Seek Outside Gila 3500 Backpack Review

Seek Outside Gila 3500 Backpack Review

The Seek Outside Gila 3500 (57L) is a 2 pound 15-ounce external frame backpack capable of carrying heavy loads, up to 100 pounds. It’s made with a waterproof laminate fabric called XPac which is more durable than Dyneema Composite Fabric (formerly called cuben fiber) and less expensive. While the weight carrying capacity of the Gila is overkill for ultralight thru-hiking, the comfort provided by the pack for heavier 25-45 pound loads is quite impressive. External frames are well ventilated, so sweating isn’t an issue. The wide hip belt provides an excellent wrap around your hip bones and doesn’t slip, while the stiff frame keeps the pack weight off your shoulders. Let’s take a closer look at what makes this pack tick.

Seek Outside Gila 3500 Backpack



The Seek Outside Gila 3500 (57L) is an adjustable-length, external frame backpack that's ideally sized for lightweight backpackers who want a ultralight-style pack that weighs less than 3 pounds to carry loads in the 30-50 pound range. This is a weight range that's beyond what many other ultralight-style and cottage lightweight backpacks can carry today, but well within the Gila's wheelhouse.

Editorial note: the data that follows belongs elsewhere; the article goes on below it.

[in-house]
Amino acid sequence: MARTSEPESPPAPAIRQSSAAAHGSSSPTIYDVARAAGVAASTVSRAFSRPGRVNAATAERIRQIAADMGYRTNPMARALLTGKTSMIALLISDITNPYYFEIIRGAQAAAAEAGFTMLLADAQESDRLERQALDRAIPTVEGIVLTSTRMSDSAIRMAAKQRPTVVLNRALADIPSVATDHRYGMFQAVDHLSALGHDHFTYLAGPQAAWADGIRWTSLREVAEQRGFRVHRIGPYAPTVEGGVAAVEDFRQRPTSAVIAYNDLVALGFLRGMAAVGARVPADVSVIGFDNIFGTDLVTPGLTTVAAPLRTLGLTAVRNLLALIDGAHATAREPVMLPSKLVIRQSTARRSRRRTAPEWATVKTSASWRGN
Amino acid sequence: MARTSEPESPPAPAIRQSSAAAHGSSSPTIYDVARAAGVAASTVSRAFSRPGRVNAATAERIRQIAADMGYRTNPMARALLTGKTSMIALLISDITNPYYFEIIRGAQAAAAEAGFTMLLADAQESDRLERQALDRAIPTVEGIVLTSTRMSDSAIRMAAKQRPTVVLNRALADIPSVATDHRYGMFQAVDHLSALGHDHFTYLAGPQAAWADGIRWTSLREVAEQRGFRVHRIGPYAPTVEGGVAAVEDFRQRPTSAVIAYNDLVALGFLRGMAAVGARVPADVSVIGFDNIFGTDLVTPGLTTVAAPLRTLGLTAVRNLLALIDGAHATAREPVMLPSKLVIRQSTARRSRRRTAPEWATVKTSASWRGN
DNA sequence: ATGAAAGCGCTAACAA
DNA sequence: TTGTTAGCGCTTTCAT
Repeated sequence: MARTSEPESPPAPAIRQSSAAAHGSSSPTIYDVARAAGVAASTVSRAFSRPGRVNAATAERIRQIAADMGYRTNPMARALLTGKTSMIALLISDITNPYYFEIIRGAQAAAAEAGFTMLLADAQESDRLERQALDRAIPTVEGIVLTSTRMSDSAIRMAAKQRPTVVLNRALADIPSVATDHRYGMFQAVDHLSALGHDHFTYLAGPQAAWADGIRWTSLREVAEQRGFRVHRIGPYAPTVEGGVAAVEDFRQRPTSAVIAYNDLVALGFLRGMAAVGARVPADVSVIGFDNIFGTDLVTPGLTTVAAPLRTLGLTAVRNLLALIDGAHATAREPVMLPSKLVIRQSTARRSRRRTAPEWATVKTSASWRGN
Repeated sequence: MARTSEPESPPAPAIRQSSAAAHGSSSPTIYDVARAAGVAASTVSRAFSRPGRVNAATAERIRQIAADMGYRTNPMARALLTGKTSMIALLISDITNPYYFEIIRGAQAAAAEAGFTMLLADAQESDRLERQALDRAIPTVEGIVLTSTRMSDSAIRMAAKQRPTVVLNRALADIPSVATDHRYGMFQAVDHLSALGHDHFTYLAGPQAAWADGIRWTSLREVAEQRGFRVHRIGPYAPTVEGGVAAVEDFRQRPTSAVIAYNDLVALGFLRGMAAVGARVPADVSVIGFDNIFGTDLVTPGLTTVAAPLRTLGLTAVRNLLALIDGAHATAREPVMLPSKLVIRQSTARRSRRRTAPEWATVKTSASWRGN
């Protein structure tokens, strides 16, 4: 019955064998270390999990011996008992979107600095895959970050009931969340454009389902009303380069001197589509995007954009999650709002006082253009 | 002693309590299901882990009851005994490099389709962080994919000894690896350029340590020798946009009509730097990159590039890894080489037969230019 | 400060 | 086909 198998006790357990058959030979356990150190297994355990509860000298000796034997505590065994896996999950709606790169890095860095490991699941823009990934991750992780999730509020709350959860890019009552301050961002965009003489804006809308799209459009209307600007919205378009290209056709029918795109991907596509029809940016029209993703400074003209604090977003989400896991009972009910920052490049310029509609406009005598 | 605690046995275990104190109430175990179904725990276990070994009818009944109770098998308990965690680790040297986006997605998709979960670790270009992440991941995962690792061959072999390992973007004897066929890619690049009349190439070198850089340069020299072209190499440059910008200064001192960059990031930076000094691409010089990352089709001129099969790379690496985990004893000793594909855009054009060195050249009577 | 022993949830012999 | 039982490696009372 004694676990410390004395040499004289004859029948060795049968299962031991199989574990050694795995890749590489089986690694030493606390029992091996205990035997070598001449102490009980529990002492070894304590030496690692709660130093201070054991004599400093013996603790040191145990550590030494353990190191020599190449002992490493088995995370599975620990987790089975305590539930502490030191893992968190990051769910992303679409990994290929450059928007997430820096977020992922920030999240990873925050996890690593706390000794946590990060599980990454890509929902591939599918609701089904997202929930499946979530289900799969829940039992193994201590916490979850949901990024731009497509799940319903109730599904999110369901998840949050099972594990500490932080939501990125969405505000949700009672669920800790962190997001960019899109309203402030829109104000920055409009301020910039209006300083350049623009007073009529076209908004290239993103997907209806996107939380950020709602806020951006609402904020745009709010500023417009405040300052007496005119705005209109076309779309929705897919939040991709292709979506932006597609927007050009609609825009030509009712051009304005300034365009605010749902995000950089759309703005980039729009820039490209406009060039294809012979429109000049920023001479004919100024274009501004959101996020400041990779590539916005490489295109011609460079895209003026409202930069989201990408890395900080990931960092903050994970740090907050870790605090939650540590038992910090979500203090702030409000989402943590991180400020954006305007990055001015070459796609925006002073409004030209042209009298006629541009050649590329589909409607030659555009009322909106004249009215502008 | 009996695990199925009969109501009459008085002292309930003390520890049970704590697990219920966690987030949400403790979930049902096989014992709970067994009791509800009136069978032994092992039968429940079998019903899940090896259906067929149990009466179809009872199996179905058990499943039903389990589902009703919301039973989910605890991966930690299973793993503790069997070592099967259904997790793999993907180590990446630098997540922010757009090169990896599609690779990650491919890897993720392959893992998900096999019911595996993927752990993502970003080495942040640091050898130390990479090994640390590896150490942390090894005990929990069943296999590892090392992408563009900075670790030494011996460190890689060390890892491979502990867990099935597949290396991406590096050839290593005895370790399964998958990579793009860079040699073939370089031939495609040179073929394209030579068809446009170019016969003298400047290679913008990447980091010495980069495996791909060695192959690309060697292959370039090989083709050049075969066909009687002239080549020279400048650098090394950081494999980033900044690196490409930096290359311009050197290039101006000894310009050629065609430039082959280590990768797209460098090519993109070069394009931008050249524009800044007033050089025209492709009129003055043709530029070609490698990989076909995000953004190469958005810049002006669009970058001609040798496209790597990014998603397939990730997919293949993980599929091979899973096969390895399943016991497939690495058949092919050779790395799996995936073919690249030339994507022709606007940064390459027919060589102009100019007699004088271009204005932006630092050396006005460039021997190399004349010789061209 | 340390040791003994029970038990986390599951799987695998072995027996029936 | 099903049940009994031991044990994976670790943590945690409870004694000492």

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Specs at a glance:

  • 42-47 ounces
  • Frame: external, adjustable torso length
  • Fabric: X21 XPac; other grades of XPac are also available
  • Suspension is 500D Cordura and 3D spacer mesh. Hypalon and 500D Cordura reinforcements
  • Sizing:
    • 14″ – 20″ torsos without extensions , 18″ – 21″ with 2 inch extensions.
    • One size harness micro adjustable to any torso length within fit range
    • Interchangeable hipbelts in three sizes, to fit waists from 29″ to 42″
  • Max weight limit: 100 pounds
  • MSRP $339

Internal Organization and Storage

The Gila 3500 is laid out like an ultralight style backpack with a roll-top closure, a long rear mesh pocket, and side water bottle pockets. The rear pocket is made with heavy-duty mesh to prevent ripping while the side pockets are hard-faced with 500d Cordura for extra durability. There are two webbing loops inside the pack bag to hang a reservoir with a single hydration port behind the shoulder harness.

The Gila 3500 has a long mesh back pocket that can store a ton of gear
The Gila 3500 has a long mesh back pocket that can store a ton of gear

The side water bottle pockets can hold two 1 liter water bottles, which are reachable while you’re wearing the backpack. The pockets have a fabric slit in the bottom to drain water, but you need to be careful not to put small items there, lest they slip out. There’s also an elastic cord with a cord lock that runs through the top of each side pocket, so you can cinch it tight and keep taller items like tent poles, a paddle, or fishing rod secure. The lower side compression strap runs above the side pocket so there’s no need to ever routed it through or over the pockets like other backpacks.